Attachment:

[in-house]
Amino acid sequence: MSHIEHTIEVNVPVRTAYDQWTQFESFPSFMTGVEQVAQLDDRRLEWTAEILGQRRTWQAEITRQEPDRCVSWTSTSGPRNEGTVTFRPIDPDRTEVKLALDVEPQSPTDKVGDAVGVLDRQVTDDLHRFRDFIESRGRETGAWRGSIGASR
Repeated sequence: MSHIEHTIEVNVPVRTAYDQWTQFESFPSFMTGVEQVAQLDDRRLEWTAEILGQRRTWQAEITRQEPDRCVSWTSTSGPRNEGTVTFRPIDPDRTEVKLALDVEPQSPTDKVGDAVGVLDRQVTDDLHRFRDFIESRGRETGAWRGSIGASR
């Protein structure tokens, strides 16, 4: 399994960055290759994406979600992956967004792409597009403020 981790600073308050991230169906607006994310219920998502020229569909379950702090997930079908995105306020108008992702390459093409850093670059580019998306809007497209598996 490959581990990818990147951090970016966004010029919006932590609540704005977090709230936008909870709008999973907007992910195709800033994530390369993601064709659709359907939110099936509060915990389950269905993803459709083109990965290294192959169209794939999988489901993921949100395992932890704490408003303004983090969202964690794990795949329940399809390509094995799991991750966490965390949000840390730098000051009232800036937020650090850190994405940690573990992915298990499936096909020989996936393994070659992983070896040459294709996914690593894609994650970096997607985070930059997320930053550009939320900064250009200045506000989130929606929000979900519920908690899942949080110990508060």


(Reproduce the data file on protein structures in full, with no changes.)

[in-house]
Amino acid sequence: MSHIEHTIEVNVPVRTAYDQWTQFESFPSFMTGVEQVAQLDDRRLEWTAEILGQRRTWQAEITRQEPDRCVSWTSTSGPRNEGTVTFRPIDPDRTEVKLALDVEPQSPTDKVGDAVGVLDRQVTDDLHRFRDFIESRGRETGAWRGSIGASR
Repeated sequence: MSHIEHTIEVNVPVRTAYDQWTQFESFPSFMTGVEQVAQLDDRRLEWTAEILGQRRTWQAEITRQEPDRCVSWTSTSGPRNEGTVTFRPIDPDRTEVKLALDVEPQSPTDKVGDAVGVLDRQVTDDLHRFRDFIESRGRETGAWRGSIGASR
């Protein structure tokens, strides 16, 4: 399994960055290759994406979600992956967004792409597009403020 981790600073308050991230169906607006994310219920998502020229569909379950702090997930079908995105306020108008992702390459093409850093670059580019998306809007497209598996 490959581990990818990147951090970016966004010029919006932590609540704005977090709230936008909870709008999973907007992910195709800033994530390369993601064709659709359907939110099936509060915990389950269905993803459709083109990965290294192959169209794939999988489901993921949100395992932890704490408003303004983090969202964690794990795949329940399809390509094995799991991750966490965390949000840390730098000051009232800036937020650090850190994405940690573990992915298990499936096909020989996936393994070659992983070896040459294709996914690593894609994650970096997607985070930059997320930053550009939320900064250009200045506000989130929606929000979900519920908690899942949080110990508060």